By: Julieta Hernandez Photos by: Rachel Benavides
Olivia, a 13-year-old Corpus Christi local, found a sense of empathy for ocean life after learning an important lesson while out fishing on her grandpa’s boat. In a tantalizing tale, she faces a storm of complications she must weather by putting faith in her new sea creature friends. She gains a new perspective on the value of ocean life and the role we play in it by the end of her journey.
Ocean lovers, opera patrons, and children who love a good story are invited through Olivia’s Ocean, a children’s opera produced and performed by a collaboration of departments and institutes at Texas A&M University, commissioned by the Harte Research Institute for Gulf of Mexico Studies (HRI).
Through marine research and numerous missions to “ecologically and economically” sustain the Gulf of Mexico, the HRI took an interest in the arts to convey some of their most important messages to the public. The alliance between marine research and musical theatricals became relevant and blossomed, and an original opera became the product.
The opera came to fruition through experienced TAMUCC professors Dr. Ellen Denham and Dr. Ross Bernhardt. Denham wrote Olivia’s Ocean when she combined her science-fiction fantasy writing knowledge and her fascination with children’s operas; to fit right in with it, Bernhardt composed an entirely original, variety-filled score including funk, classical, pop, and waltz influences.
“Why couldn’t we have a children’s opera about ocean sustainability?” says Dr. Denham. “It’s near and dear to my heart: I love birds, I love sea creatures, the beauty of all of it.”
As stage director and writer, Dr. Denham works closely with the vocalists and storyline. In the past year, she was recognized for her talents in stage directing for the American Prize national competition in the performing arts. The non-profit celebrates American excellence in the arts.
“So,” she says, “Dr. Ross Bernhardt and I sat down with them [the Harte Institute] and discussed what would be a great takeaway message for children – and for adults, too. We basically came up with the easiest thing for people to do: to not trash the ocean, to try and keep it clean.”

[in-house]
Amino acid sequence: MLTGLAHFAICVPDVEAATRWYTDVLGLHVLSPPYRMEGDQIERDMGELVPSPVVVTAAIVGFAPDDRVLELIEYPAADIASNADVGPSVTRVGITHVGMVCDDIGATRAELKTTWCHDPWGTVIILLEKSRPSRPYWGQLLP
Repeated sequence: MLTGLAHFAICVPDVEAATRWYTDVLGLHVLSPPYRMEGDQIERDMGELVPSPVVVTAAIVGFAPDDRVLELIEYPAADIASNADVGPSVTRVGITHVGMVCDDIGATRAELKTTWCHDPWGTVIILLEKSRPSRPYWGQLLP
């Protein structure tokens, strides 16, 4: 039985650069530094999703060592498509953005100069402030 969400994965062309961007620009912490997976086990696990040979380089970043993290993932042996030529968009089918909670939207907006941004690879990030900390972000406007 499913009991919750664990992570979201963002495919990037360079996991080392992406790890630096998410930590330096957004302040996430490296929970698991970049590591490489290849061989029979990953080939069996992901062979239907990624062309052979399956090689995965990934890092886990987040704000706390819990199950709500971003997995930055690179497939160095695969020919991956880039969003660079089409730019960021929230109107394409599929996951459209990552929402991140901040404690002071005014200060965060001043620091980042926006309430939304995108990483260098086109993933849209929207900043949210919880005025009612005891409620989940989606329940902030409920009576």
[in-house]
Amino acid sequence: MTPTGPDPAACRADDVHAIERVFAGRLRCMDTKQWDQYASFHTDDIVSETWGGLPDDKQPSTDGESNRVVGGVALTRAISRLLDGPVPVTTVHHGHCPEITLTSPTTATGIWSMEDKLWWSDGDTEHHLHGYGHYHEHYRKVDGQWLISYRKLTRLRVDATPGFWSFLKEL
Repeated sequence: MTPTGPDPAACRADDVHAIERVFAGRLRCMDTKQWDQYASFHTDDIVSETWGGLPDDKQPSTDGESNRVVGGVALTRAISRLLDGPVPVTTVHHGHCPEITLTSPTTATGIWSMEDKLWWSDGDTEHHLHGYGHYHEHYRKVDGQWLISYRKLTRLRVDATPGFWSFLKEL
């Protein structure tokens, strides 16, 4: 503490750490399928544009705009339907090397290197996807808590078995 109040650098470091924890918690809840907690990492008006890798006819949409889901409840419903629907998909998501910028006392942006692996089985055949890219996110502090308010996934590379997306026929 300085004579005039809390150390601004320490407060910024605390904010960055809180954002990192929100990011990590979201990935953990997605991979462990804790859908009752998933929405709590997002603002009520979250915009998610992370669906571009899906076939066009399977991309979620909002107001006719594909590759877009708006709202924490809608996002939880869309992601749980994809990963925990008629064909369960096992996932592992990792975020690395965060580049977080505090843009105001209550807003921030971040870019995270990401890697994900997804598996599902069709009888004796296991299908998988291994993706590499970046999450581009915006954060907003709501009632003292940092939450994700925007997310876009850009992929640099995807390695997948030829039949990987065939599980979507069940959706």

Olivia’s Ocean is projected to reach more ocean enthusiasts by becoming a film opera after their live debut of the show. That’s where TAMUCC professor Daweon Kim stepped in as the film director to ensure camera operation, film editing, storyboarding, and hairline details.
“We are going to use the stage and cameras to record their live performance,” Kim says. “The film form of opera uses film language, with intentional camera movements and a variety of camera angles. Visual effects and split screens also make a huge distinction in film opera from just a stage opera.”
Bringing Olivia’s Ocean to a wider audience, considering the circumstances, has led the production to find adaptable ways of translating the experience. The art of the opera is complemented by tactics like kinetic camera work, multiple cameras, advanced light work, and closer, more intimate performances by the vocalists.
As producer and director of photography Scott Thurman says, “We want to capture and convey this performance in a way that preserves the energy and visceral experience of attending a live show, while delivering an incredibly important message – both cinematically stunning, and emotionally captivating.”
The opera can be viewed online after its live debut on the TAMUCC department of music’s webpage.
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